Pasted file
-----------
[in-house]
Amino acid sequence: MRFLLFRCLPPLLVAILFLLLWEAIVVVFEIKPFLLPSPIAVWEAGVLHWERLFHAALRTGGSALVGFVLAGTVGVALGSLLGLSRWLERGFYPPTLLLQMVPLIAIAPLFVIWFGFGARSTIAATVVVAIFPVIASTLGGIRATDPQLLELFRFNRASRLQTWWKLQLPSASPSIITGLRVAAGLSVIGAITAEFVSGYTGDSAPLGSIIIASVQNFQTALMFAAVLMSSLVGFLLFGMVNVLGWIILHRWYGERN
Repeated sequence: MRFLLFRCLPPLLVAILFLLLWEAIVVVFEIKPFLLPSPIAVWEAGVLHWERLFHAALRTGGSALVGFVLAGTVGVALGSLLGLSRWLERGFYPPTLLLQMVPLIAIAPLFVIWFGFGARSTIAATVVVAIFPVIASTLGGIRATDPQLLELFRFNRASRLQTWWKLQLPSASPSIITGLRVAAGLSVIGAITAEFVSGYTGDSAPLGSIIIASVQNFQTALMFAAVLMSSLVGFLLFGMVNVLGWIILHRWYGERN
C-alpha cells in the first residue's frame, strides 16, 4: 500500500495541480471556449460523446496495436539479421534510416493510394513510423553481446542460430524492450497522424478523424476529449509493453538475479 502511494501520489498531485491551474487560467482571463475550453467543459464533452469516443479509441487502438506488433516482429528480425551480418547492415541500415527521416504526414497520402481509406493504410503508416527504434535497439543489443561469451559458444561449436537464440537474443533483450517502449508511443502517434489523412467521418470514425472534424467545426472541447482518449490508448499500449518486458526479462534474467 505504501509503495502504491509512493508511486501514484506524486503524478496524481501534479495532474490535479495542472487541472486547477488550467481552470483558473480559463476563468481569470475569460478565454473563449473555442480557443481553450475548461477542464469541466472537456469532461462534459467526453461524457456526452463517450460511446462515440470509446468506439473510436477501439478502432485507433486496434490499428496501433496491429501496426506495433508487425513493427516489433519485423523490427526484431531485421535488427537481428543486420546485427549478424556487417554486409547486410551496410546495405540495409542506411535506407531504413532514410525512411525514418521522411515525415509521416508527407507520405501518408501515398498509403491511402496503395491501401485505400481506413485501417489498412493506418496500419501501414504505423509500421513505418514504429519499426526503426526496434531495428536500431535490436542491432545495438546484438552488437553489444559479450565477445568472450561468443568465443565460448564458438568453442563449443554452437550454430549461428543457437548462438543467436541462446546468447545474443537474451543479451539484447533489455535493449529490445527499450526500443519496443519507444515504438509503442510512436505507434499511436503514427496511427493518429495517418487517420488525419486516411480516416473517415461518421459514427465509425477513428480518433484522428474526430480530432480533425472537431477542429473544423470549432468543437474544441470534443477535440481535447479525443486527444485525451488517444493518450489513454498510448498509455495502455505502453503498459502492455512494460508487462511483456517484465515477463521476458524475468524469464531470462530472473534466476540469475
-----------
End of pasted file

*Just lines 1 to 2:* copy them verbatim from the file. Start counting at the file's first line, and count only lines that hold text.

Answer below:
[in-house]
Amino acid sequence: MRFLLFRCLPPLLVAILFLLLWEAIVVVFEIKPFLLPSPIAVWEAGVLHWERLFHAALRTGGSALVGFVLAGTVGVALGSLLGLSRWLERGFYPPTLLLQMVPLIAIAPLFVIWFGFGARSTIAATVVVAIFPVIASTLGGIRATDPQLLELFRFNRASRLQTWWKLQLPSASPSIITGLRVAAGLSVIGAITAEFVSGYTGDSAPLGSIIIASVQNFQTALMFAAVLMSSLVGFLLFGMVNVLGWIILHRWYGERN